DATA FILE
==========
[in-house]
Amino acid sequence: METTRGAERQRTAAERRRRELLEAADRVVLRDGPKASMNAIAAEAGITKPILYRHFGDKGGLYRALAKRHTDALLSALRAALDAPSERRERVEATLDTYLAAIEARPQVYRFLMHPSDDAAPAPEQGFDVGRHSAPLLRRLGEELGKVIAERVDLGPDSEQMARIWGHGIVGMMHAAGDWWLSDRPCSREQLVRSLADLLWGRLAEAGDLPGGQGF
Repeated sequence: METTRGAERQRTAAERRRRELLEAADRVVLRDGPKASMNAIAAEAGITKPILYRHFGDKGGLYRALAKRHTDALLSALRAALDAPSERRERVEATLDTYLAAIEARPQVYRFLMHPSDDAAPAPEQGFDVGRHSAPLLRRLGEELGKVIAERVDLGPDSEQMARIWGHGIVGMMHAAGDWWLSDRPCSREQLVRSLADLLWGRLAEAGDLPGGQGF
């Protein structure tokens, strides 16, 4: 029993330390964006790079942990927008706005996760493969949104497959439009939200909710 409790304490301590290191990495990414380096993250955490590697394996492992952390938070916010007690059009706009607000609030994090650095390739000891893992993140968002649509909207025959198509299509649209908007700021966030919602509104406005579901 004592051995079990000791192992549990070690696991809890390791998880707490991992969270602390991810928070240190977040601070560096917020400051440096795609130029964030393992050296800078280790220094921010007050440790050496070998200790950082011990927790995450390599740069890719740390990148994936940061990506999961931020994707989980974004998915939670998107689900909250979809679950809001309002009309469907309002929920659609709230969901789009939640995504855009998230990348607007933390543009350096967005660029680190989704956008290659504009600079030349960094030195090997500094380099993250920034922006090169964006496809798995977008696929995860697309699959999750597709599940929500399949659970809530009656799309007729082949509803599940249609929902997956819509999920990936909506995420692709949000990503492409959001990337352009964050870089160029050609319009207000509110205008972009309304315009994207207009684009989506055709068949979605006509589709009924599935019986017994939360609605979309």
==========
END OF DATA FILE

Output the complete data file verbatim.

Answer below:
[in-house]
Amino acid sequence: METTRGAERQRTAAERRRRELLEAADRVVLRDGPKASMNAIAAEAGITKPILYRHFGDKGGLYRALAKRHTDALLSALRAALDAPSERRERVEATLDTYLAAIEARPQVYRFLMHPSDDAAPAPEQGFDVGRHSAPLLRRLGEELGKVIAERVDLGPDSEQMARIWGHGIVGMMHAAGDWWLSDRPCSREQLVRSLADLLWGRLAEAGDLPGGQGF
Repeated sequence: METTRGAERQRTAAERRRRELLEAADRVVLRDGPKASMNAIAAEAGITKPILYRHFGDKGGLYRALAKRHTDALLSALRAALDAPSERRERVEATLDTYLAAIEARPQVYRFLMHPSDDAAPAPEQGFDVGRHSAPLLRRLGEELGKVIAERVDLGPDSEQMARIWGHGIVGMMHAAGDWWLSDRPCSREQLVRSLADLLWGRLAEAGDLPGGQGF
């Protein structure tokens, strides 16, 4: 029993330390964006790079942990927008706005996760493969949104497959439009939200909710 409790304490301590290191990495990414380096993250955490590697394996492992952390938070916010007690059009706009607000609030994090650095390739000891893992993140968002649509909207025959198509299509649209908007700021966030919602509104406005579901 004592051995079990000791192992549990070690696991809890390791998880707490991992969270602390991810928070240190977040601070560096917020400051440096795609130029964030393992050296800078280790220094921010007050440790050496070998200790950082011990927790995450390599740069890719740390990148994936940061990506999961931020994707989980974004998915939670998107689900909250979809679950809001309002009309469907309002929920659609709230969901789009939640995504855009998230990348607007933390543009350096967005660029680190989704956008290659504009600079030349960094030195090997500094380099993250920034922006090169964006496809798995977008696929995860697309699959999750597709599940929500399949659970809530009656799309007729082949509803599940249609929902997956819509999920990936909506995420692709949000990503492409959001990337352009964050870089160029050609319009207000509110205008972009309304315009994207207009684009989506055709068949979605006509589709009924599935019986017994939360609605979309």